JRuby, Rails and Development mode

Well, that was fun…  I spent quite a bit of time today beating my head against a “memory leak” only to remember that JRuby + Rails + Development mode = very leaky.  Switch to production mode and the problem goes away.

A simple little Rails app with one controller and one model is all that is needed to exercise the problem.  Run rails in development mode, and hit it with requests, memory usage soon skyrockets and the app starts to fall over.  Switch to production mode and the same app runs really nicely 🙂

Funky Clock 2 is up and running

Funky clock is installed and working really nicely 🙂

I had a little trouble with the digital inputs as the pull down resistors I used were 100K instead of 10K.  Also for some reason I was unable to read port E2 at all.  Once I moved that input to port C4 and replaced the resistors everything started working as expected 🙂

Temperature sensor

weekly graph
I added a LM35 temperature sensor to the unit measuring the water level in my main tanks.  After a mild calibration issue (shown above) it seems to be reading very close to the actual temperature 🙂

daily graph

I find it amazing how much I am enjoying having this data.  Very silly 🙂

Funky Clock 2.0

Here is Funky Clock 2.0, well the processor board anyway.

I have several PIC18F452 in the PLCC package, so I decided to see if I could get that working.
My forth is running on it and I am implementing a new UI for the clock allowing the time to be set using a really cool dial/switch combo.
To connect to the new board I’ve made another daughter board that has the power connector, quadrature dial button thingy and a serial connection plug.  I have made a little RS232 adapter using a MAX232 chip and a hand full of capacitors placed into a DB9 head shell with some pins sticking out of one end and a DB9 on the other.  When I plug the adapter into my Funky Clock it is powered from the Funky Clock and I am able to send code and commands to it via a terminal emulator 🙂
It all works really nicely 🙂


Unless you’ve been living under a rock recently you’ll know that the Playstation 3 is now wide open for home brew code.  I’ve been having some fun running my  own code on my PS3 🙂  The PSL1GHT wiki contains all the information necessary to set up a development environment.

More on the Funky Clock

I had another one of the LED arrays around the place and decided to see if I could drive it directly from the PIC port pins.  It seems I can, and the results are much better than my much more complicated previous setup.  Of course it uses up almost all of the PIC18F4550’s port pins.  All of port A, B, D and E 😉

The thing I was really happy about was that the code I had written for the old hardware needed very little changes to work.  Forth is really good like that.  All I had to do was change the low level code that actually hits the hardware, and the higher level stuff just worked 🙂

The Funky Clock

We have a problem in our house.  The youngest has a habit of waking the whole house at a time that is not pleasing to the rest of us.  We put a clock in his room, but that didn’t help much because the monster child can’t read yet.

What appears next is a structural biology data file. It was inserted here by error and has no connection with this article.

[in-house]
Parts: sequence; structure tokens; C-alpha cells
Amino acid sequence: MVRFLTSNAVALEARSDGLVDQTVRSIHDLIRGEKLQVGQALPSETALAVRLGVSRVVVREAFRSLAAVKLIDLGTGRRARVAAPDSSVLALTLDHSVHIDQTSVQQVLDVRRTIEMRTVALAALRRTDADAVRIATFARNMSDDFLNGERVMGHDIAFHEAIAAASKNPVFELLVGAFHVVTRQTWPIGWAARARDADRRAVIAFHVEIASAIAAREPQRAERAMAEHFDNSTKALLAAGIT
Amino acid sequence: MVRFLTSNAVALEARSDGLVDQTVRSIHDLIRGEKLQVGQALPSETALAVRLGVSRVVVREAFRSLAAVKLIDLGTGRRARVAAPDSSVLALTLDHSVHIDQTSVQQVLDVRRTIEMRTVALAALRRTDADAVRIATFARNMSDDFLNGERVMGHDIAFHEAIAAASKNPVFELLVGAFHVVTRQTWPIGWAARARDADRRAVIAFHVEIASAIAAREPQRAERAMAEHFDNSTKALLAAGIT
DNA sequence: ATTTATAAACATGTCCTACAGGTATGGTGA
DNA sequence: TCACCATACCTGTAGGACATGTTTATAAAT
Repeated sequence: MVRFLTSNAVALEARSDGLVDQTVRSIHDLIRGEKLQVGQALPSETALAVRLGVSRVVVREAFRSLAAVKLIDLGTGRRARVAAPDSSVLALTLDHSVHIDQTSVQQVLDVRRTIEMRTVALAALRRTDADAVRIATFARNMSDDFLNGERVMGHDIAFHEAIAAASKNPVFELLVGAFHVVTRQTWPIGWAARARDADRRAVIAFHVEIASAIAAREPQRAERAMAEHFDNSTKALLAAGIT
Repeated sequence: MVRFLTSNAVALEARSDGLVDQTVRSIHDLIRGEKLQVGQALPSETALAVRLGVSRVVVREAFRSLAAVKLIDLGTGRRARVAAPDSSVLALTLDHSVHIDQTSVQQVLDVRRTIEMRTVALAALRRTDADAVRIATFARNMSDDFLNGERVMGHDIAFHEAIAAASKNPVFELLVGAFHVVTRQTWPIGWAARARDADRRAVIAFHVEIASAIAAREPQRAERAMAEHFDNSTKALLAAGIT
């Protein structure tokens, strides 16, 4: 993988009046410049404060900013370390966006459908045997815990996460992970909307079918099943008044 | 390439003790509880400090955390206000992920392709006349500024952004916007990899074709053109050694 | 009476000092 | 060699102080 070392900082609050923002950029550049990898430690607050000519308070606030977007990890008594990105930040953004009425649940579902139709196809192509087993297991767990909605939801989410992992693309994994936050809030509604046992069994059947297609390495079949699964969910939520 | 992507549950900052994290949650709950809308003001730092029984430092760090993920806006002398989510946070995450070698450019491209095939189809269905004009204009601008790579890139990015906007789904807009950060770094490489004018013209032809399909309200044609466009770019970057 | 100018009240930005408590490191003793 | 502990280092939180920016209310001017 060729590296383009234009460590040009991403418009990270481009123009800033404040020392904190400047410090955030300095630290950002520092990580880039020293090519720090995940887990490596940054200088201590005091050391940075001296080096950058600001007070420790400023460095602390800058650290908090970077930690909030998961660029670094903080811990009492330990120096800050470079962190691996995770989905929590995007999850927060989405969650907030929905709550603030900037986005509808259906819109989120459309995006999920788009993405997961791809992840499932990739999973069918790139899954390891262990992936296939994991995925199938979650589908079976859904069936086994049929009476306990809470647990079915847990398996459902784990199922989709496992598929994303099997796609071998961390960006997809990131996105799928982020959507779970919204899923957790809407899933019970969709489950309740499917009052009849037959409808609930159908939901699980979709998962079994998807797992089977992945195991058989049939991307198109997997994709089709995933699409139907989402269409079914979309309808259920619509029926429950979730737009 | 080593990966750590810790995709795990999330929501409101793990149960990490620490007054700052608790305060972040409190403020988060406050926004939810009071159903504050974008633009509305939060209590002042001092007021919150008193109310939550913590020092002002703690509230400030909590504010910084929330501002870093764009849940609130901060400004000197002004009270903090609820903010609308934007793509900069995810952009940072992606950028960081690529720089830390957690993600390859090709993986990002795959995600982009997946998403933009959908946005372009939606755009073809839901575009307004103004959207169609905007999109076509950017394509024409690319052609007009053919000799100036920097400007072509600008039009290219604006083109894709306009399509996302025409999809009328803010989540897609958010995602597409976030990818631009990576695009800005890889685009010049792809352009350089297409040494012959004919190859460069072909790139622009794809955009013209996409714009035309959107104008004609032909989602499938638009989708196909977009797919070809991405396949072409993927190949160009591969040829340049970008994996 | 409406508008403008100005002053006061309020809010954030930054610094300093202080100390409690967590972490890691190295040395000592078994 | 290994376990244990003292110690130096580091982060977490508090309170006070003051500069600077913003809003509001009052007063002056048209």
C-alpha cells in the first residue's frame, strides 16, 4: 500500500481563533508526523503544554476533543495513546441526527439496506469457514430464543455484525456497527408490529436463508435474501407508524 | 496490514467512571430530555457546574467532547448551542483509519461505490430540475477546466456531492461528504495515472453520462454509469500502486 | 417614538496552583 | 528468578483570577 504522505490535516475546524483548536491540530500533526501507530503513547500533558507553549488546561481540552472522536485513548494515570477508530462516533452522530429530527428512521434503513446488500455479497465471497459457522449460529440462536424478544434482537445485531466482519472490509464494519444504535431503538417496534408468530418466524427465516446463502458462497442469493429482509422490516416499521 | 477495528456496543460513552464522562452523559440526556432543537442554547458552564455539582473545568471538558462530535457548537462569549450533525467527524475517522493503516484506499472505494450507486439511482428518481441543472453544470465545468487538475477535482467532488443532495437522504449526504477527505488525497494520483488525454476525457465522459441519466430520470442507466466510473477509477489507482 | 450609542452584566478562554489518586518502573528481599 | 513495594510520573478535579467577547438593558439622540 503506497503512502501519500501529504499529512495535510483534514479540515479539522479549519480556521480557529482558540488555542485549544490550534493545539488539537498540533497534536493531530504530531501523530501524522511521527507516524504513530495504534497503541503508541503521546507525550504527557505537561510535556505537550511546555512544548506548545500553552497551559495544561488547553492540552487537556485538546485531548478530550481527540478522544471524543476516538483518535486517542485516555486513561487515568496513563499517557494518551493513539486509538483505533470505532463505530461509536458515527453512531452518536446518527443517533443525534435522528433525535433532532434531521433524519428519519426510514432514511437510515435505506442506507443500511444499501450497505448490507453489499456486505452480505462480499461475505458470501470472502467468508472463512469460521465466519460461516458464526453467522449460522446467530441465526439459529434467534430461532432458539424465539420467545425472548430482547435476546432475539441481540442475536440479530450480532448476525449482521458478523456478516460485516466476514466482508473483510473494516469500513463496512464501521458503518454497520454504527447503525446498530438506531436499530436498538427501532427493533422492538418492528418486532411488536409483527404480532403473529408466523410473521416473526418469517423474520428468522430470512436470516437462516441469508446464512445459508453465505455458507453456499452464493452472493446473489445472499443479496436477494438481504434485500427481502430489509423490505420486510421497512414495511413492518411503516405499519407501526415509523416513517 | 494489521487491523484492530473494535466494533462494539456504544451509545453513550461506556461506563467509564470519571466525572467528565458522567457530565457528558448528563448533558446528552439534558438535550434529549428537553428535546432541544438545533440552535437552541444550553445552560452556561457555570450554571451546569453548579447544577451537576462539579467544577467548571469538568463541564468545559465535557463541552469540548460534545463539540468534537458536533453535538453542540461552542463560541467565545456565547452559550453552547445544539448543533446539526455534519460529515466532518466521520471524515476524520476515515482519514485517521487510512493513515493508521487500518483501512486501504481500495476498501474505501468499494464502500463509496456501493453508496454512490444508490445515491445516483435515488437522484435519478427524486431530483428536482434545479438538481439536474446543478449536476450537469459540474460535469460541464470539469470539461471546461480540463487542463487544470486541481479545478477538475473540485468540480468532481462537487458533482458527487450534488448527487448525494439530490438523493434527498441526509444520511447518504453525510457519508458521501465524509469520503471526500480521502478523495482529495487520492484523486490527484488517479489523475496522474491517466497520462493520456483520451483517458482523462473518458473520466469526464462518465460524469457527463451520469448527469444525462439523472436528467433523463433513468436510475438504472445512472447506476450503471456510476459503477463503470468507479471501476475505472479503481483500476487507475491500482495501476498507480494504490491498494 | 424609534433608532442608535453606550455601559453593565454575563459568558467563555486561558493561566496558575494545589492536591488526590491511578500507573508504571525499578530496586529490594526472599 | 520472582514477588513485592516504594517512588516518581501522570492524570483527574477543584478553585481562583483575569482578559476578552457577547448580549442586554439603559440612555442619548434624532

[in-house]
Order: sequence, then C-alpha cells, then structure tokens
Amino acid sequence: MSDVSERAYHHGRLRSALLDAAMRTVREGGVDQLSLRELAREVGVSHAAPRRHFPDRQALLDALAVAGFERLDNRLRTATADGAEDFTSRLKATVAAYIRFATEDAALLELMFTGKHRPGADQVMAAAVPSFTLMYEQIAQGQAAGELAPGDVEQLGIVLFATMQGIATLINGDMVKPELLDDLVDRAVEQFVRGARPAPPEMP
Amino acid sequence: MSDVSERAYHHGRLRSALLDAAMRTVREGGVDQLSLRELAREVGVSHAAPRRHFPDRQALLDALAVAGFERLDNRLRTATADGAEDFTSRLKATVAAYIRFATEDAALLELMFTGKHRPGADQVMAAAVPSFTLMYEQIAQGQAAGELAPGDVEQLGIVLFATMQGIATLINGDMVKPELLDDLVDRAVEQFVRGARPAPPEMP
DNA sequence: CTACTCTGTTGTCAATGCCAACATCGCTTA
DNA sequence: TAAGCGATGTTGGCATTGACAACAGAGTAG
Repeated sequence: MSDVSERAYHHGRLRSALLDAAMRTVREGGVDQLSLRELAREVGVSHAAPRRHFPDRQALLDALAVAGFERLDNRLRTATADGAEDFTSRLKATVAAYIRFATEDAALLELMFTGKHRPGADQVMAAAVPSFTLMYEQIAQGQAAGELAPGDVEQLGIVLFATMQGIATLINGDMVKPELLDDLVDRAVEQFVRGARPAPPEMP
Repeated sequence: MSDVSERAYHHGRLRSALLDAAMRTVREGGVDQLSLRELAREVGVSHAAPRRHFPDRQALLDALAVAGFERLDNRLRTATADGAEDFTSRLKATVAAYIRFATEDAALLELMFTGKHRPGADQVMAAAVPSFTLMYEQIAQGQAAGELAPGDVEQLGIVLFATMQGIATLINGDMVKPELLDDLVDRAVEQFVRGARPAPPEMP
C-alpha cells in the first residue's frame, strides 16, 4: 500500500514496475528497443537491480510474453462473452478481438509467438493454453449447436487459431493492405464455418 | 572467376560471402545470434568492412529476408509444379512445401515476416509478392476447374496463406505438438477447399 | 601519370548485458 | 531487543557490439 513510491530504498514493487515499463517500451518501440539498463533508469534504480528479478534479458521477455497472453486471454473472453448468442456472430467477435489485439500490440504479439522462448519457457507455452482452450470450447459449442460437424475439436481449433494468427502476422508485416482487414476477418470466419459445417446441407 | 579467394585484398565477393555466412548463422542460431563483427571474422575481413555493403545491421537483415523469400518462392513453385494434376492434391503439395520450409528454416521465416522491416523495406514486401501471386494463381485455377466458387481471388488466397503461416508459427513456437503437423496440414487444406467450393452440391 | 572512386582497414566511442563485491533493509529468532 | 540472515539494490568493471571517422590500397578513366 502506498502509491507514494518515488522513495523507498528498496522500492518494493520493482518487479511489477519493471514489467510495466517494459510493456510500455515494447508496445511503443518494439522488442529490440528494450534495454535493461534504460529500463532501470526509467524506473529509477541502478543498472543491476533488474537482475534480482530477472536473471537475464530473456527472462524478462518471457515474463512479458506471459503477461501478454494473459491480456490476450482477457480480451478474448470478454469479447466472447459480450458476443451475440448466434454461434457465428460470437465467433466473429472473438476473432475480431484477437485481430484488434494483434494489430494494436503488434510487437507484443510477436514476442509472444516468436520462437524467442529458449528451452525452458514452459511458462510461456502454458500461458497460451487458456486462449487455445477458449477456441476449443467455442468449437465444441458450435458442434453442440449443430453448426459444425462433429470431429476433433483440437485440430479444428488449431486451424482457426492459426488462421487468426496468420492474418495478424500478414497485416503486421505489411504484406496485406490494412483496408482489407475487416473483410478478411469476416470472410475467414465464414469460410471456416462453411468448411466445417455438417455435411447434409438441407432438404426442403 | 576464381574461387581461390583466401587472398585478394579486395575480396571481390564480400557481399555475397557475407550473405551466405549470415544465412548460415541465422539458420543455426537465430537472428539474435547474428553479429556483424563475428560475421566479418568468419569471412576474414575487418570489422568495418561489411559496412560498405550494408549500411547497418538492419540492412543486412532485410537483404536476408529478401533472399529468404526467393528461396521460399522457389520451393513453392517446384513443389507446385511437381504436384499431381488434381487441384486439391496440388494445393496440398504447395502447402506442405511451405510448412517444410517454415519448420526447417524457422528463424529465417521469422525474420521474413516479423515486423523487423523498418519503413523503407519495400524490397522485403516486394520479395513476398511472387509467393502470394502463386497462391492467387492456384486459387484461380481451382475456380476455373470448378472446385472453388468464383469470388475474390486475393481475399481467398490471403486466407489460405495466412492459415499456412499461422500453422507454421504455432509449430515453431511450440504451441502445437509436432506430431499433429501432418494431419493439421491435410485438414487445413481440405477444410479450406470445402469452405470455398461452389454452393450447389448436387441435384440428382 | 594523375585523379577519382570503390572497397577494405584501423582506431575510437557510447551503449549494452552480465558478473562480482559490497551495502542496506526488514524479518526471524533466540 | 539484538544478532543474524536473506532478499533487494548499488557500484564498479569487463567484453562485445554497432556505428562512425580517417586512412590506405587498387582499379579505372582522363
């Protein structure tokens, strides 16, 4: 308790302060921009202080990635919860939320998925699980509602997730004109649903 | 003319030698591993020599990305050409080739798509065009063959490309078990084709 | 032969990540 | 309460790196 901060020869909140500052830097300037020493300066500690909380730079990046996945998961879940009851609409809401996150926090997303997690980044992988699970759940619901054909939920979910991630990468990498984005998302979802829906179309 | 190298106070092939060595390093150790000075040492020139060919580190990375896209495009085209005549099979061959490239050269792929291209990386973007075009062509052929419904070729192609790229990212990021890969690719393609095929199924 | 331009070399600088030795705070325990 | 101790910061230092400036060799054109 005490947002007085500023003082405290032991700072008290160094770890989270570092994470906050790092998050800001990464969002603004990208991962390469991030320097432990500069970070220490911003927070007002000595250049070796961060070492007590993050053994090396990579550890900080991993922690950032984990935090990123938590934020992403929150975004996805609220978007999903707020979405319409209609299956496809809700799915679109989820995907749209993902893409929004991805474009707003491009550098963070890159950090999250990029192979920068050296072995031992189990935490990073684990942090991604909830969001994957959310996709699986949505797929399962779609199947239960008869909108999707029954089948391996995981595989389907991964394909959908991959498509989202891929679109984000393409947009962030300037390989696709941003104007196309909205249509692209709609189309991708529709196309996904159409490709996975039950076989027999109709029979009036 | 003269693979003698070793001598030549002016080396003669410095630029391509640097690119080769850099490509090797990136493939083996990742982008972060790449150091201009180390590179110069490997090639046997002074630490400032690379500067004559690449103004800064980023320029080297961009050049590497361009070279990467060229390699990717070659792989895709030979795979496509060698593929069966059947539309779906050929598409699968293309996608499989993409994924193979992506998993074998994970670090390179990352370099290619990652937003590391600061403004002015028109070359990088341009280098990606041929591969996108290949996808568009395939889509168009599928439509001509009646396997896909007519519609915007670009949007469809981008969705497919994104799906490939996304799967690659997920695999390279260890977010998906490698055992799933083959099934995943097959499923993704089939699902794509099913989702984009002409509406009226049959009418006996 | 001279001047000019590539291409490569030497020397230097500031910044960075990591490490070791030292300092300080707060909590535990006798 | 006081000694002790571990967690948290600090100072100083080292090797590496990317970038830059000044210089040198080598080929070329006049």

As with everything I decided a technological solution MUST be the best, so I present, the funky clock.
The dual colour LED array is from Sparkfun.  It is driven using two 74595 chips for the columns and a pair of ULQ2003 chips for the rows (because I didn’t have a ULM2008 chip).  The brain of the thing is a PIC18F4550 running my native code compiling forth which I control over USB.  I plan to produce a screen cast showing this in action at some stage.
I wanted to make the whole thing fit behind the display, so I was forced to put the processor and the LED driver hardware on their own boards.
The top of the processor board.
The bottom of the processor board.
The LED driver board.  I was really pleased with this one.  The 74595s are positioned so that they line up with the correct pins on the LED matrix so I didn’t need to run as many wires.  This meant that I had to rotate one of them 180 .
The bottom of the LED driver board.
The power board plugs into the processor board using the same connector as the PICkit 3.
All four parts of the clock fit together nicely 🙂
I’ve set it up to display the hour in the main display area.  Blink the bottom left LED every second to let me know it is working, and display the minute in binary on the bottom row.  When it is bed time the hour is displayed in red, and when it is time to get up the hour is green.
I doubt it will make any difference, but I had fun making the funky clock 🙂
It is amazing how easy it is to develop on the thing using forth on the actual hardware.

: CLOCK-TASK ( -- )

        7 GREEN C@ 80 OR  MINUTES C@ OR 7 GREEN C!

It was so much fun making a forth from scratch.  It is based very loosely on jonesforth in that it implements many of the same kernel words, however it differs in that it generates subroutine threaded code instead of being token threaded.  I have also implemented a very simple co-operative task switcher.  The above task is responsible for setting up the display.  I have two other tasks running, one that drives the LEDs and another that updates the time.  While these tasks are running I am also still able to interact with the forth system via the virtual serial port over USB.
I want to thank my Dad again for all his help with the hardware.

DeltaSync decompression progress

After quite some time I finally have some code that seems to decompress the message data returned from Windows Live via the DeltaSync protocol.

The code is AWFUL, but the results are looking pretty good.

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And so on.  Once I’ve got things cleaned up a bit more I hope to post what I’ve been able to come up with.